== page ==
New York, July 2: Salman Haidar, India’s former foreign secretary, is to be the UN secretary-general’s envoy to Iraq in the wake of America’s decision to restore Iraq’s sovereignty.
UN sources said Kofi Annan had shortlisted two candidates. The other was Surin Pitsuwan, a former foreign minister of Thailand. Pitsuwan is also a Muslim, but may have lost out because Thailand has troops in Iraq.
Once Haidar gets the job, one of the most sensitive diplomatic posts in the world today, he will have the challenge of taking the UN back to Iraq after the terrorist bombing of its headquarters in Baghdad last August. The world body pulled out of Iraq shortly thereafter. Sergio Vieira de Mello, the Brazilian diplomat whose place Haidar will take, was killed in that bombing.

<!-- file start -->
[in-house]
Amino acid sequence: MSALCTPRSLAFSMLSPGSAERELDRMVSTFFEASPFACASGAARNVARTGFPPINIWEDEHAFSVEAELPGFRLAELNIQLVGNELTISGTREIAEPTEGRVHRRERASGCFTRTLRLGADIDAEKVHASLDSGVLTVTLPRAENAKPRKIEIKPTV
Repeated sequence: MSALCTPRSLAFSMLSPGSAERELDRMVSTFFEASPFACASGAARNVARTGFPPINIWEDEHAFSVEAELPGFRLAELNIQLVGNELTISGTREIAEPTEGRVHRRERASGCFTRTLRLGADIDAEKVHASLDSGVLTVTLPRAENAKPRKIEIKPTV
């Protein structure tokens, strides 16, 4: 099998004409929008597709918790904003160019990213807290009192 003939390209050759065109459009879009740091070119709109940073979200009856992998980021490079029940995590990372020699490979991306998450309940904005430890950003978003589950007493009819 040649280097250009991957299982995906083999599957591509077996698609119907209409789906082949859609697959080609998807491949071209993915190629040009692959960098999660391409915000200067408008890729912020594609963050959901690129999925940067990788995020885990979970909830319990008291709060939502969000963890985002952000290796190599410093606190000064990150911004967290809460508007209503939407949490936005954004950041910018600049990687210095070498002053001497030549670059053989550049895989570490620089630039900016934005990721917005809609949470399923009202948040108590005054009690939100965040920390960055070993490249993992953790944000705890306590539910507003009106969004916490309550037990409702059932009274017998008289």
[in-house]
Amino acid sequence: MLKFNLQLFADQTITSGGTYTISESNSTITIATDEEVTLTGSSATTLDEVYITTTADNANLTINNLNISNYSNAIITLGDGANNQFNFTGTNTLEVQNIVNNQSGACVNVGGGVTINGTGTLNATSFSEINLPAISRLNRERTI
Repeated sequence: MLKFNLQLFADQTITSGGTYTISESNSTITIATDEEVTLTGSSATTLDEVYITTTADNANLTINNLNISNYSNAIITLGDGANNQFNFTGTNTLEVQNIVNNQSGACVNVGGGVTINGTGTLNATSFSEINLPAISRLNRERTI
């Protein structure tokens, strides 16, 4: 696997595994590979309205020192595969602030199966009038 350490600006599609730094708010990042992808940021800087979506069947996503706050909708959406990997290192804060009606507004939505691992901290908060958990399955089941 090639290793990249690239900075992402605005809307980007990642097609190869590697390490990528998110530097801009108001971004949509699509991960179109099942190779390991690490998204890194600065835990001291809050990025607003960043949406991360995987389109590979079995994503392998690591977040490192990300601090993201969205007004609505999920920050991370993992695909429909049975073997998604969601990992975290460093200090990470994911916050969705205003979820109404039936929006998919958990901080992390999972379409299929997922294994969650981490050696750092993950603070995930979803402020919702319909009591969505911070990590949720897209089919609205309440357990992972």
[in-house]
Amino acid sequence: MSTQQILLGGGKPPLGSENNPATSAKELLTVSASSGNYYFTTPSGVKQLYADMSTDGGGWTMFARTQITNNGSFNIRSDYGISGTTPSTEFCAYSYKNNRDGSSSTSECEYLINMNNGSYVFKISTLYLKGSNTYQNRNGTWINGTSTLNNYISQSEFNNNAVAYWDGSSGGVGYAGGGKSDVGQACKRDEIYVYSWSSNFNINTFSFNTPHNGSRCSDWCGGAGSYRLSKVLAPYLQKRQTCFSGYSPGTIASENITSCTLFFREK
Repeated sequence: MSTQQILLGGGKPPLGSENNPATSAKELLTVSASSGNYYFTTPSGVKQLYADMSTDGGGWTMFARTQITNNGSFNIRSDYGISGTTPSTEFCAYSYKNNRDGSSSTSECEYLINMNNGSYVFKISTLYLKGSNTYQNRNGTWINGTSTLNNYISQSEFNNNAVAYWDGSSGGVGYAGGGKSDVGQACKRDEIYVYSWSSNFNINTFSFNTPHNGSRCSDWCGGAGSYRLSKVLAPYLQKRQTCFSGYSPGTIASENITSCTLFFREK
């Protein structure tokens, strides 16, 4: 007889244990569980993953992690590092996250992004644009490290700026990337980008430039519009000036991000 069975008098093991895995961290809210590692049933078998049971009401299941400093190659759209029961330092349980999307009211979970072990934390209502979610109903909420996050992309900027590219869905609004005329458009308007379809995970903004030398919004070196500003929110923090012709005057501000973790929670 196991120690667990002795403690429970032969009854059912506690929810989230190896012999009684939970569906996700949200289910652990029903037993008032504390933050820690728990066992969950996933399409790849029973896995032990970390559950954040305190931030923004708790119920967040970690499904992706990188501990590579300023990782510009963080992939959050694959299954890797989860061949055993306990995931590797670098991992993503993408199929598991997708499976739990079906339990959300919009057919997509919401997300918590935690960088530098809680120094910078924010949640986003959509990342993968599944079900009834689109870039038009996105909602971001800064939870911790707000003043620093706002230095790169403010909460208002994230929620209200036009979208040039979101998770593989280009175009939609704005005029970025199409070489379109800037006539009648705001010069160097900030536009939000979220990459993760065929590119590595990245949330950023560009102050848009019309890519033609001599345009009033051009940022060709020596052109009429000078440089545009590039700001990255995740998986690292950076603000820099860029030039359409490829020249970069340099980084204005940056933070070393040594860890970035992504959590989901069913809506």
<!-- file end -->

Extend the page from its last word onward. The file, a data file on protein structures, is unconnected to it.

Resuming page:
The sources said Haidar met Annan in Doha at the beginning of the week and then travelled to the UN headquarters here for consultations with senior officials. A formal announcement may be made later today or when Annan returns from his Sudan visit.
Haidar has little experience of UN work, but two considerations appear to have favoured him in the choice for the Iraq job.
First, he is a Muslim from a non-Muslim country without the baggage of intra-Arab politics. Second, India is not part of the “coalition of the willing” which invaded Iraq and is, therefore, not a target for the insurgents.